Sleep: a rare occurrence in a U of T student’s routine. We all know sleep is crucial to the function of our bodies; it helps us consolidate memories, allows our cells to repair and regenerate, and it helps us stay focused during that 9 a.m. lecture. But too much sleep is detrimental, in more ways than we may have recognized initially, says a study performed by the University of Tokyo at the European Assocation for the Study of Diabetes (EASD).

This information was found through meta-analysis of over ten studies conducted on 200,000 people in countries all over the world. When results were cross-examined, researchers found that the risk for developing Type 2 diabetes increased by 56 per cent in those who were extremely tired during the day. For those who napped for more than an hour a day, the chances of developing diabetes increased by 46 per cent. 40 minutes was the maximum amount of time that would not cause an increased risk.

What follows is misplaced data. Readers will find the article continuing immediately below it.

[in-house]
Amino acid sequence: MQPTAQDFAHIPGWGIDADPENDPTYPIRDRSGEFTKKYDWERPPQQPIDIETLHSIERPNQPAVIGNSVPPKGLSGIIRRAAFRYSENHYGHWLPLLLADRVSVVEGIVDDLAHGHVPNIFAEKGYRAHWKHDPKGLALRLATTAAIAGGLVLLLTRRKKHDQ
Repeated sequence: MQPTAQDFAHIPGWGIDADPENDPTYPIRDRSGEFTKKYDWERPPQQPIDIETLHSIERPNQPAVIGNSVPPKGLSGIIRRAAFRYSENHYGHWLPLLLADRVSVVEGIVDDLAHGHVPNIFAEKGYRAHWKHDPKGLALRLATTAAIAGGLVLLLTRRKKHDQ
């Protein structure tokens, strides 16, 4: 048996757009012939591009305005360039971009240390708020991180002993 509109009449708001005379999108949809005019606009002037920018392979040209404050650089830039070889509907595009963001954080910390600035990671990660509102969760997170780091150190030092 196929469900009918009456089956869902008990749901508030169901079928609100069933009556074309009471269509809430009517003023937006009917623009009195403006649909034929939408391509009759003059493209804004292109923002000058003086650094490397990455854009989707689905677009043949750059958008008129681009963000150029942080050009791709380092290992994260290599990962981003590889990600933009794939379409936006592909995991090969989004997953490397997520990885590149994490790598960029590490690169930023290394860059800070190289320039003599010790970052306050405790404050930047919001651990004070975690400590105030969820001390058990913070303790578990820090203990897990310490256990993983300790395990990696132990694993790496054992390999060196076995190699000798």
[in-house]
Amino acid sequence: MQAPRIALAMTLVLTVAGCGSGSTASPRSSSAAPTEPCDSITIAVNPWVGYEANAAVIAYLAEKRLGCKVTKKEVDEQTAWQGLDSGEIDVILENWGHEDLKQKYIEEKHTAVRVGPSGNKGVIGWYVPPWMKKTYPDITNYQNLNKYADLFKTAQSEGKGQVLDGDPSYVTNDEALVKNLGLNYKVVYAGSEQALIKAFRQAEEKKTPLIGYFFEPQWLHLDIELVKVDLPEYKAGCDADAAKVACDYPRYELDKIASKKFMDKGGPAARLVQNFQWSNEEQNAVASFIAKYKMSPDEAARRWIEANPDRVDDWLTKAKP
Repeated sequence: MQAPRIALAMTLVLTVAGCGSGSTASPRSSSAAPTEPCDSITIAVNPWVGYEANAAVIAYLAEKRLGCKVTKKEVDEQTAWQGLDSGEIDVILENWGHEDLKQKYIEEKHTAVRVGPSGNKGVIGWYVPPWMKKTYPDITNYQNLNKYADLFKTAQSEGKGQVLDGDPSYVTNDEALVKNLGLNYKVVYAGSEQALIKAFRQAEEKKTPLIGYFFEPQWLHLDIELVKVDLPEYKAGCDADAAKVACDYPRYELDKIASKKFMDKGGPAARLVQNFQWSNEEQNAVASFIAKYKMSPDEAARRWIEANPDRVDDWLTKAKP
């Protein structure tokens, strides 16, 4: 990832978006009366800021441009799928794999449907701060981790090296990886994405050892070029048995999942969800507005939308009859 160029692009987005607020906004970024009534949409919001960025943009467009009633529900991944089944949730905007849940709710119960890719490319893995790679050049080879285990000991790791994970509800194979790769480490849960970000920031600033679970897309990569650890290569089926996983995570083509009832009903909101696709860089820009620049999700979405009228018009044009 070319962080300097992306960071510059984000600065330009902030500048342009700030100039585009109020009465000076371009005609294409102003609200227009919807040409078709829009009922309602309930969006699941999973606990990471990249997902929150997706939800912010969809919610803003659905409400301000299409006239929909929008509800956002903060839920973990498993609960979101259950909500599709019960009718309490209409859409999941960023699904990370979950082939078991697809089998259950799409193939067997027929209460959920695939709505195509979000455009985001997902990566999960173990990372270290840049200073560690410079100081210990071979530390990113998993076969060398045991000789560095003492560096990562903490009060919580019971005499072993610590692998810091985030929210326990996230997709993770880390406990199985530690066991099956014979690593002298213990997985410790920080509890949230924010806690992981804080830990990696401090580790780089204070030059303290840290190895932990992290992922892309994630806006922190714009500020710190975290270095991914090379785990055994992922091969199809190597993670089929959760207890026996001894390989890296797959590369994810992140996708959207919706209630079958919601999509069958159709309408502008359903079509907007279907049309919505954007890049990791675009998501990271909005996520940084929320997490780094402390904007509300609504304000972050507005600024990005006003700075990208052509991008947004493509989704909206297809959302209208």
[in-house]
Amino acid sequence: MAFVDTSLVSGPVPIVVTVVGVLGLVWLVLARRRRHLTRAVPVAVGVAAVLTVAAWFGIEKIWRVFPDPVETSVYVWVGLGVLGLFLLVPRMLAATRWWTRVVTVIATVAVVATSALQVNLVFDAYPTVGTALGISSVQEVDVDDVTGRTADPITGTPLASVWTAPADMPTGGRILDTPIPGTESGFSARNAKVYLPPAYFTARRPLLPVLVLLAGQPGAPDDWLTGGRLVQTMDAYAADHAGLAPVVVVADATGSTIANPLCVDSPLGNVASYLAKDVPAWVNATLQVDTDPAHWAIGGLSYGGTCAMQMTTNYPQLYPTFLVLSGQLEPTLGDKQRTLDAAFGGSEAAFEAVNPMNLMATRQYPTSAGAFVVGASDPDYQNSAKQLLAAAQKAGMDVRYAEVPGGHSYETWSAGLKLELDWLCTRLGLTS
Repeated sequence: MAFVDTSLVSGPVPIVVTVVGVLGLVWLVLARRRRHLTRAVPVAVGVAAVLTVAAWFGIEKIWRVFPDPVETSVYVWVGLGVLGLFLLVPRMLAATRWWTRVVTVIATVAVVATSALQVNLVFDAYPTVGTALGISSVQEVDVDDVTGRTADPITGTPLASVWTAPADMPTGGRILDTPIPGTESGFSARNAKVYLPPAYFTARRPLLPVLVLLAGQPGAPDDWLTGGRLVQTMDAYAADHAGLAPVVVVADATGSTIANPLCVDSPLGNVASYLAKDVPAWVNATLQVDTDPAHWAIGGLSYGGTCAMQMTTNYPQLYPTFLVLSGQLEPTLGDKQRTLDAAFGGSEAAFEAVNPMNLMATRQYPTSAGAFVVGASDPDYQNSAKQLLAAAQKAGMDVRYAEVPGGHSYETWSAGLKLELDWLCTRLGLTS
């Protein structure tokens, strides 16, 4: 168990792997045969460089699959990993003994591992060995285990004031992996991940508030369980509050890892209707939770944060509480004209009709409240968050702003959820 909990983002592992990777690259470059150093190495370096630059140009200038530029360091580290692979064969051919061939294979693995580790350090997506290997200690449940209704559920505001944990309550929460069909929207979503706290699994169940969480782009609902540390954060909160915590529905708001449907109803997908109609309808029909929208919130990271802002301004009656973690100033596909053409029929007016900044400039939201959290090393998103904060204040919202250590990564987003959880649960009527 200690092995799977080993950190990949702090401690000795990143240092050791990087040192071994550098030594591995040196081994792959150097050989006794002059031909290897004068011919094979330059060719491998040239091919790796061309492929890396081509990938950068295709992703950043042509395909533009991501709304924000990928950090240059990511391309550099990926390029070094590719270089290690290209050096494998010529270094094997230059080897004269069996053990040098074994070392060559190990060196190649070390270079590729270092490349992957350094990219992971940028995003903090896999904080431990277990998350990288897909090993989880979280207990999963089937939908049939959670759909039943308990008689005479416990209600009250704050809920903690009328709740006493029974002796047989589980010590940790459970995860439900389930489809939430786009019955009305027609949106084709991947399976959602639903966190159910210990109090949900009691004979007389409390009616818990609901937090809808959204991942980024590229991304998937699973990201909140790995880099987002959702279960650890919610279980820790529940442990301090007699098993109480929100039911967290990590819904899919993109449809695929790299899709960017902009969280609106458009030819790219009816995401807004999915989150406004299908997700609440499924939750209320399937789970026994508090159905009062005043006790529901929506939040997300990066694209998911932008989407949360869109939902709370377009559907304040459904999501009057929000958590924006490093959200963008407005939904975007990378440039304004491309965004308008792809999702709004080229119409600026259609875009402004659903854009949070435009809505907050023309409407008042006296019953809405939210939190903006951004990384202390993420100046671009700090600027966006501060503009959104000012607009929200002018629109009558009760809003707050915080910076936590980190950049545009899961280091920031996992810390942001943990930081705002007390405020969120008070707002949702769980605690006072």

The reason for this is that increased sleep puts people at risk for obstructive sleep apnea (OSA). Studies of epidemiology show that OSA is directly linked to ischemia -— or blockages of blood vessels. In 2014, U of T published a study that related OSA and diabetes, those with severe OSA are 30 per cent more likely to develop diabetes.

So what do you think? Will you start taking shorter naps? “Not really. I mean it’s either drinking coffee or soda if I don’t take a long nap, so either way I have an increased chance of diabetes.” Says second-year student Sophia Shim. I guess students really can’t win.